Identity-Based Encryption Protocol for Privacy and Authentication in Wireless Networks

Identity-Based Encryption Protocol for Privacy and Authentication in Wireless Networks

Clifton Mulkey (Texas A&M University – Corpus Christi, USA) and Dulal C. Kar (Texas A&M University – Corpus Christi, USA)
Copyright: © 2014 |Pages: 27
DOI: 10.4018/978-1-4666-4789-3.ch009


Wireless networks are inherently insecure due to the fact that information on the network can be passively retrieved by an eavesdropper using off-the-shelf network hardware and free software applications. The most common solution for this vulnerability is the Wireless Protected Access (WPA) protocol. This protocol provides data encryption and access control for wireless networks. However, the WPA protocol contains drawbacks in its authentication mechanisms that can cause inconveniences for end users and performance degradation for the network. Furthermore, many of the authentication methods used with WPA are not friendly to small and resource-constrained wireless devices. This chapter presents the design of a new wireless security protocol for privacy and authentication using efficient Identity-Based Encryption (IBE) techniques. This protocol can be used to eliminate the need for a central authentication server for enterprise networks, as well as to provide the new feature of privacy without authentication for public wireless networks. This work also puts forth an analysis and validation of the new protocol, including security strength, storage overhead, communication overhead, and computational efficiency.
Chapter Preview

1. Introduction

From large corporations to street-corner coffee shops, wireless networks provide an important means of connectivity in today's world. However, security in wireless communications is hindered by the fact that wireless media is by nature a broadcast media. Since wireless signals are carried on radio waves, any receiver within range can potentially intercept a message passed between a wireless access point and a client. In fact, free tools exist that allow users to listen to traffic in promiscuous mode, capturing any data that happens to come to the wireless network card (“Wireshark,” n.d.). Furthermore, this type of network sniffing is passive, and cannot be detected by intrusion detection systems that may be operating on the network.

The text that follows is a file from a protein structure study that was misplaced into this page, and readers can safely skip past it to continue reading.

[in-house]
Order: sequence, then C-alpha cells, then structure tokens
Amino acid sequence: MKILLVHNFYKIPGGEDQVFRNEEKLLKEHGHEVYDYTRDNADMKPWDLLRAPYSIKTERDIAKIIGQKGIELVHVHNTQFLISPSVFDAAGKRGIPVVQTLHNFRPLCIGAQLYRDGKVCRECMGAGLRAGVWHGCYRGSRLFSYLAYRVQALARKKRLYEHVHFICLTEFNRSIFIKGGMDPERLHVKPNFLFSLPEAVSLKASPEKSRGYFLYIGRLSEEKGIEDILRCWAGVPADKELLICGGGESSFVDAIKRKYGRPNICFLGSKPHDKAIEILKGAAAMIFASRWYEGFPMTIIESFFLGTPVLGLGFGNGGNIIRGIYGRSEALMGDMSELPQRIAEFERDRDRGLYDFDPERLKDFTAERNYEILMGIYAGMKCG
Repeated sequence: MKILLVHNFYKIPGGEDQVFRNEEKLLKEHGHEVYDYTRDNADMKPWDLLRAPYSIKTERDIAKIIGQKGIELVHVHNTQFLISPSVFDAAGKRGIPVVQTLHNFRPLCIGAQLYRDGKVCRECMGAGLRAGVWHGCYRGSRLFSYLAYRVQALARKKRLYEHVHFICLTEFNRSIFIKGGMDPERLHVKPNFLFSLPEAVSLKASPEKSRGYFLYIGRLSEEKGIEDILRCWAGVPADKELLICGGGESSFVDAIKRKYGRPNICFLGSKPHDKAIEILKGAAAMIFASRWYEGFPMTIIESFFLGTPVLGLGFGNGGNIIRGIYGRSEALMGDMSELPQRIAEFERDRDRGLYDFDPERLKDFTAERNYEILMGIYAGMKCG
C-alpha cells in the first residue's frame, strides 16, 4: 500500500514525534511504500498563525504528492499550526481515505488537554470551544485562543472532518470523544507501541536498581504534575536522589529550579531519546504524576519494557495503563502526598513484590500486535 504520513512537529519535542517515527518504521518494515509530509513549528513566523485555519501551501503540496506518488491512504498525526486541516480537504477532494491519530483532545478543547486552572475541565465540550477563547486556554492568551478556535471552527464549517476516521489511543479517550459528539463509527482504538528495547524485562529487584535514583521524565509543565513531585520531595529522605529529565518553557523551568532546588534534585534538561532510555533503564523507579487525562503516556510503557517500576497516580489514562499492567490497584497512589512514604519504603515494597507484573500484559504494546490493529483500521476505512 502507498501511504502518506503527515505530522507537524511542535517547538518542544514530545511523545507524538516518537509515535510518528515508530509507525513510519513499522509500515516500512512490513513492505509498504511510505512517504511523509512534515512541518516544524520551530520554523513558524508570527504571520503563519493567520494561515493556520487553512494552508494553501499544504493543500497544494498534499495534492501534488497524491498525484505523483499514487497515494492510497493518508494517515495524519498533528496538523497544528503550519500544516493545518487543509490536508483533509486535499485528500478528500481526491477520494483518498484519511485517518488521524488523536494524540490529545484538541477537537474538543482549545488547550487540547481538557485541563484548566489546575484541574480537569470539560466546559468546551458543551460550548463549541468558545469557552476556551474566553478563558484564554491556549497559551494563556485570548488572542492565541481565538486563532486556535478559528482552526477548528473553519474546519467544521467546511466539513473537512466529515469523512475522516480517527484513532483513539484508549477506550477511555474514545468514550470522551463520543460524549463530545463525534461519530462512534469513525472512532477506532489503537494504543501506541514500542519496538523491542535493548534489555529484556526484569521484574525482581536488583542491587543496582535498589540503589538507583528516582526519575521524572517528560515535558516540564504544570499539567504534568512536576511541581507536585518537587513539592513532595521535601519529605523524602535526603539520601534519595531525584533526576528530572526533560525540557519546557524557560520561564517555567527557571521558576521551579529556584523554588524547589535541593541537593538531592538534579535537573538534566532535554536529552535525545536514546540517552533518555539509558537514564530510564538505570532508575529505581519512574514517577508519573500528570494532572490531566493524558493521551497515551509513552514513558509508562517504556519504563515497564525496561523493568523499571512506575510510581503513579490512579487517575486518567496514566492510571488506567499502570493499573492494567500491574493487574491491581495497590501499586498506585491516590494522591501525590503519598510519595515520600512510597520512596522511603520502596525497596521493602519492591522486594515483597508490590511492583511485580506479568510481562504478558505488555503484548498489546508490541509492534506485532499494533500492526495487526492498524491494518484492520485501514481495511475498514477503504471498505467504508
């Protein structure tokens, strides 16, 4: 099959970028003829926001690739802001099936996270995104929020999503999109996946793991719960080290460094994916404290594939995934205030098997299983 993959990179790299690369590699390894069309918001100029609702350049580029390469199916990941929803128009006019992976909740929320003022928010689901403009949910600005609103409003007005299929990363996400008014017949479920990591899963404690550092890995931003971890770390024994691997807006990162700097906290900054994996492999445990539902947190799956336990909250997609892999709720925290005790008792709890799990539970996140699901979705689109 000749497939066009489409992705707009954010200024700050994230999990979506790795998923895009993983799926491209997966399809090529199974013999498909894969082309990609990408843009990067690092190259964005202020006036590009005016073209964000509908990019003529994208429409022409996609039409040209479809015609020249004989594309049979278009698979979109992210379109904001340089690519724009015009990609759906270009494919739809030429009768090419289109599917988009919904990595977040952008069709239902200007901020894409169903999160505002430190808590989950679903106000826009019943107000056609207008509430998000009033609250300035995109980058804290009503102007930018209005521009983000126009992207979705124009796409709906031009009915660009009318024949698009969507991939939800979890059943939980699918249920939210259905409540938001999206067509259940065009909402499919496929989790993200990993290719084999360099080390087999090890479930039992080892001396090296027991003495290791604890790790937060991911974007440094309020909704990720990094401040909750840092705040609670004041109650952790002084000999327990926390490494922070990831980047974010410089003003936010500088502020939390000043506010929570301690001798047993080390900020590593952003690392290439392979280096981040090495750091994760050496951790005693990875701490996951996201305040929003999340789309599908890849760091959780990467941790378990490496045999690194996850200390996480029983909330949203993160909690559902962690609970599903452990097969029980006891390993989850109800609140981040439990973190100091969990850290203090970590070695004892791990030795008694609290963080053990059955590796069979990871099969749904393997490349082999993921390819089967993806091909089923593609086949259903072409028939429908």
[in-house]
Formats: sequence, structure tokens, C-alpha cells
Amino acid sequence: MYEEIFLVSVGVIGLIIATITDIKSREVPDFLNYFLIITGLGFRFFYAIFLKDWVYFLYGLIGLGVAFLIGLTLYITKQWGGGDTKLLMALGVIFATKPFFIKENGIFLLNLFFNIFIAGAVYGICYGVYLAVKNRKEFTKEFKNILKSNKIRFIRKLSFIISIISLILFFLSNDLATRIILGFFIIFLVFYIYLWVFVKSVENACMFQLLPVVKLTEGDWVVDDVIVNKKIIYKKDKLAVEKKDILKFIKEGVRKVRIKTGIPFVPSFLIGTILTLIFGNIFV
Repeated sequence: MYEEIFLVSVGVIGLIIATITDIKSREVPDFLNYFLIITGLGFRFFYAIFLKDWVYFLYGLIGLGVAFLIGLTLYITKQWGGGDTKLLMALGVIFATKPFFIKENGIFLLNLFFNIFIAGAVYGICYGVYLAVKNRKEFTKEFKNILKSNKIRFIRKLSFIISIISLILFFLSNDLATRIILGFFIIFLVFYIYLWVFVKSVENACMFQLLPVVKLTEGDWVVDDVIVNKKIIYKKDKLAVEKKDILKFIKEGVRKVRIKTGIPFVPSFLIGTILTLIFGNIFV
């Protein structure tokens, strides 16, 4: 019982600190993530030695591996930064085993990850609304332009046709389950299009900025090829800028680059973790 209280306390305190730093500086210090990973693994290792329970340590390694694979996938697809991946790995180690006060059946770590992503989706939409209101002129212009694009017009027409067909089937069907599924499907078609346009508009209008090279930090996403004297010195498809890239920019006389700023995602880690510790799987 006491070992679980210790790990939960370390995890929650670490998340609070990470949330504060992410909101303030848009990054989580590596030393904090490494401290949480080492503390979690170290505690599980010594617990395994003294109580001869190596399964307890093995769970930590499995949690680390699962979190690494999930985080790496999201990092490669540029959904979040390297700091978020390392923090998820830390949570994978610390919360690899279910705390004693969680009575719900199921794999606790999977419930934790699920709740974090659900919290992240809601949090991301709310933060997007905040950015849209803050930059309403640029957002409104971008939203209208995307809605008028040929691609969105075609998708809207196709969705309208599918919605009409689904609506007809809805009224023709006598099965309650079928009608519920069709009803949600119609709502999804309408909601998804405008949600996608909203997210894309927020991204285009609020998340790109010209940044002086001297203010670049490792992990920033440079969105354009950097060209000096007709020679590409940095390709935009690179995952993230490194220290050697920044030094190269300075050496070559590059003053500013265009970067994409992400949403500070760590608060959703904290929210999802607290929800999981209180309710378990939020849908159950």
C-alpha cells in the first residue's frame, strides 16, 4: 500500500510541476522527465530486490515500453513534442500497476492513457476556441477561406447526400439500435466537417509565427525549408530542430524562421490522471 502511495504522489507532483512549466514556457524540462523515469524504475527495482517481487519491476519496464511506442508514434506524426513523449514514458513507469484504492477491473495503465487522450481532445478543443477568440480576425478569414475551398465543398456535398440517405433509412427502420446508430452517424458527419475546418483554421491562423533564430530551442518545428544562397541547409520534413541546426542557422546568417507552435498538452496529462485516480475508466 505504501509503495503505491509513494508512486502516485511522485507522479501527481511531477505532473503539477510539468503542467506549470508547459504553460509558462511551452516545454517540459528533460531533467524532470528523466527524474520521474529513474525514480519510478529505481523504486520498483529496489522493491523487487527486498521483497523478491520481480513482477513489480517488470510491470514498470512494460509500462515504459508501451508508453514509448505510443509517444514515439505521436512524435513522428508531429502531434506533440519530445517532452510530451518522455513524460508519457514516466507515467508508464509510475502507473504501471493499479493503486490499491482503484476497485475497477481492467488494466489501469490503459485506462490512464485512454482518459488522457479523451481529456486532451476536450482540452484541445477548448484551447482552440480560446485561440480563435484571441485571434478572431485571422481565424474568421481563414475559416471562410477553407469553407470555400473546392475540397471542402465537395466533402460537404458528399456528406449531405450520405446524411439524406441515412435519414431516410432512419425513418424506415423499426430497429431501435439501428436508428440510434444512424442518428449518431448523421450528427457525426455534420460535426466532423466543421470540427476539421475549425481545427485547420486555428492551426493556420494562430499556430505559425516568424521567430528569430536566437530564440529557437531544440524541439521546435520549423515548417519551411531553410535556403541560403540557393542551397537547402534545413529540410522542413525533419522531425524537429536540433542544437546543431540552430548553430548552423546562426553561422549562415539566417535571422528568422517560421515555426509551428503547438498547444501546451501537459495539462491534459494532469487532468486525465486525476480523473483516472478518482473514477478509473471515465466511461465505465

Without encryption, a wireless eavesdropper can capture potentially sensitive information from other clients on the wireless network. Although some traffic is protected using application or session layer security protocols, there are still many plaintext messages that are sent across the wireless media. For example, email, instant message programs, and HTTP often send messages in plain text which can be captured easily. This inherent security risk on wireless networks is often mitigated today by using the Wireless Protected Access (WPA) protocol (Eaton, n.d.). WPA and its second revision, WPA2, both operate in the same manner, but with a different security strength (MacMichael, n.d.). The WPA protocol includes two authentication modes, WPA Pre-Shared Key (WPA-PSK) and WPA Extensible Authentication Protocol (WPA-EAP). Using WPA-PSK, a pre-shared key is required to gain access to the network, so that only authenticated users can connect to the access point. Though WPA-PSK has greatly improved wireless security, it still may not be a good solution for all scenarios. Since the WPA-PSK key is a symmetric key, it must be distributed to all users of the network. This may be infeasible for very large wireless networks. In addition, this creates a problem for networks that expect to have a large number of temporary users. Furthermore, any user that obtains the WPA-PSK network key may still be able to sniff traffic from other users on the network (MacMichael, n.d.). WPA-EAP provides a much stronger authentication method and does not require a pre-shared key among the access point and all clients. However, WPA-EAP requires a central authentication server and a persistent database with all authorized user credentials (MacMichael, n.d.). For this reason, it may not be suitable for small or single access point wireless networks. The reliance on a central server can also create a bottleneck or single point of failure for the network. In addition, WPA-EAP uses higher level public key protocols that may require certificate storage and exchange, as well as expensive encryption. Finally, for some wireless networks, such as in a coffee shop or airport, it may be desirable to have traffic confidentiality but not client authentication.

To address the issues with the WPA protocol, a novel protocol using a form of asymmetric cryptography known as Identity Based Encryption (IBE) is proposed. Asymmetric cryptography is needed to avoid the requirement for shared keys. More specifically, IBE is used because it eliminates the need for public key storage and certificate infrastructure. IBE can be used to securely share symmetric keys, which can later be used by AES symmetric encryption to establish secure channels. IBE key exchange methods can also be formulated in such a way to authenticate both the access point and the client. IBE uses Elliptic Curve Cryptography (ECC), which provides high cryptographic strength with a smaller amount of computation and smaller key size in comparison to traditional public key methods (Anoop, 2012; Kar, Ngo, & Mulkey, 2011). This provides for a smaller communication, computation, and storage overheads for the protocol, and opens the door for the protocol to be used on resource-constricted devices. Because of these characteristics of IBE, this protocol can be managed by individual access points without the need for a central server. This allows the work of network authentication to be distributed and removes a single point of failure.

Complete Chapter List

Search this Book: